IN THE UNITED STATES DISTRICT COURT FOR THE NORTHERN DISTRICT OF ILLINOIS EASTERN DIVISION
March 29, 2011
UNITED STATES OF AMERICA EX REL. WALTER VEGA, PETITIONER,
MARCUS HARDY, WARDEN, STATEVILLE CORRECTIONAL CENTER,*FN1 RESPONDENT.
The opinion of the court was delivered by: Judge Robert W. Gettleman
MEMORANDUM OPINION AND ORDER
Petitioner Walter Vega, an inmate at Stateville Correctional Center, has filed a pro se petition for a writ of habeas corpus pursuant to 28 U.S.C. § 2254. For the reasons below, the petition is denied. The court declines to certify any issues for appeal pursuant to 28 U.S.C. § 2253(c)(2).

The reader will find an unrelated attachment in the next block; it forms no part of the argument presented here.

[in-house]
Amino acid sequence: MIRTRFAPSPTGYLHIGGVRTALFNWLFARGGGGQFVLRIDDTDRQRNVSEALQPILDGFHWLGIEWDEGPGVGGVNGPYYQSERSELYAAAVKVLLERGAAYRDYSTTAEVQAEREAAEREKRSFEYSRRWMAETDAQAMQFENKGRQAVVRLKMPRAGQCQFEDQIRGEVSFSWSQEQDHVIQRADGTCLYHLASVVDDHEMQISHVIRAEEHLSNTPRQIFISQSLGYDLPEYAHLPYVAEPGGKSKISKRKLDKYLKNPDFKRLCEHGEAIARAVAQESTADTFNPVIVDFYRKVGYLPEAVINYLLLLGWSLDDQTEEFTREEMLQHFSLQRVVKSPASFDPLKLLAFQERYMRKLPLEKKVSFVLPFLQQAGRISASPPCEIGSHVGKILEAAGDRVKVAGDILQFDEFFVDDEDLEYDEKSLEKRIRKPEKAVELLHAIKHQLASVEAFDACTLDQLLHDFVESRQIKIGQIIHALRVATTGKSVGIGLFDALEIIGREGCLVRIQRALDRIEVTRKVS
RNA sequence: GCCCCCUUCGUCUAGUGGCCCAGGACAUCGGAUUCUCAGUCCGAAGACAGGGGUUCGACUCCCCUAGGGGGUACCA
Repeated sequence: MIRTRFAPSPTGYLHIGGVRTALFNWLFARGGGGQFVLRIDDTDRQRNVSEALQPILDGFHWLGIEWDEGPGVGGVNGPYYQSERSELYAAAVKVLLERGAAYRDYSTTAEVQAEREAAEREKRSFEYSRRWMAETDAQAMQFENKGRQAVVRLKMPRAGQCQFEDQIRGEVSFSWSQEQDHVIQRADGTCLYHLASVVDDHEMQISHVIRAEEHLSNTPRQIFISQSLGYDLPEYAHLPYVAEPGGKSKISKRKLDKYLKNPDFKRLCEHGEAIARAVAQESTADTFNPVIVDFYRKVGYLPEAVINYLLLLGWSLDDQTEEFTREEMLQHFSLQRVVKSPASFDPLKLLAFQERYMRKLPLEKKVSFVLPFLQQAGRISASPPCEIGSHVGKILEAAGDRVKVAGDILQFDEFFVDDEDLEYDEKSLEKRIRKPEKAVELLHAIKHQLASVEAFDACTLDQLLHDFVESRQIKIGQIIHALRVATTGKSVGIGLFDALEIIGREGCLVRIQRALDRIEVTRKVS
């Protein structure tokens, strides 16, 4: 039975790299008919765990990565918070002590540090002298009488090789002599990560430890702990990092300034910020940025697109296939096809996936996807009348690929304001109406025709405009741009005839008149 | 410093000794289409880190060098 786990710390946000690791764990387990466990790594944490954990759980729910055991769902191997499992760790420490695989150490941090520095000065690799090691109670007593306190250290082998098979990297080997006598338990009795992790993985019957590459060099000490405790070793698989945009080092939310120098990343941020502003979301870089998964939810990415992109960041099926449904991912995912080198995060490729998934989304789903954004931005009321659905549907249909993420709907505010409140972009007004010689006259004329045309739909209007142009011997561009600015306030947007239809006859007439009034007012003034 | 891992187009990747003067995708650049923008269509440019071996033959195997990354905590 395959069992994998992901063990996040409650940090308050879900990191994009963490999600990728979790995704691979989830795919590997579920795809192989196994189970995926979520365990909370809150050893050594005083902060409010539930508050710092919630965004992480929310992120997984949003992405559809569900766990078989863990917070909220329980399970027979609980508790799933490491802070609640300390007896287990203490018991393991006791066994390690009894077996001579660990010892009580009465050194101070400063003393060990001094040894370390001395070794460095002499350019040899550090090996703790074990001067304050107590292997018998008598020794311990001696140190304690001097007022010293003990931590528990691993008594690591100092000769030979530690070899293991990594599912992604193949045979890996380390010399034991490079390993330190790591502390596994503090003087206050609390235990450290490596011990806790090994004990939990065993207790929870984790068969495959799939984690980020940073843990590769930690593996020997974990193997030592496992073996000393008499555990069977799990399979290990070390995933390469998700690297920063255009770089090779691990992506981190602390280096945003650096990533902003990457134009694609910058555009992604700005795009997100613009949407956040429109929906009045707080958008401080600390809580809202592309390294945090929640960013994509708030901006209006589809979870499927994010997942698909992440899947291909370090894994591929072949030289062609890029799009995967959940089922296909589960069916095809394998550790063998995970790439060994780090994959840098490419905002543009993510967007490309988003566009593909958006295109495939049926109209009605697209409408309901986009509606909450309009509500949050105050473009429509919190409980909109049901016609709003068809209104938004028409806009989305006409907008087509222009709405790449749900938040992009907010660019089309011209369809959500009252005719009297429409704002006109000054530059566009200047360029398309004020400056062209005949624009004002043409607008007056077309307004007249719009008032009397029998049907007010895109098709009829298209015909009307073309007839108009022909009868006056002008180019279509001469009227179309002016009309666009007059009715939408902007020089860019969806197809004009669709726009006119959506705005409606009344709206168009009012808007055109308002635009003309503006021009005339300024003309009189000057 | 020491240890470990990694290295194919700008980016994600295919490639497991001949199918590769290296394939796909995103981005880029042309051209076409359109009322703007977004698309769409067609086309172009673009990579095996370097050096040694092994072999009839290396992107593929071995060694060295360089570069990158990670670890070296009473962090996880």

Following a jury trial in the Circuit Court of Cook County, Illinois, petitioner was convicted of one count of aggravated criminal sexual assault and one count of aggravated criminal sexual abuse, and was sentenced to concurrent prison terms of 28 and 7 years, respectively. At his trial, the evidence established that, on May 3, 1999, petitioner approached A.H., a seventeen year old girl, grabbed her by the back of the neck, told her not to move because he had a knife, and led her into a gangway. Once in the gangway, petitioner made contact between his penis and her vagina, anus, and mouth. After the assault, petitioner warned her: "this never happened, I saw where you live and I can hurt you and I'll hurt your family." Nine months later, A.H. saw petitioner and called the police, who arrested him. While in police custody, petitioner gave a written confession.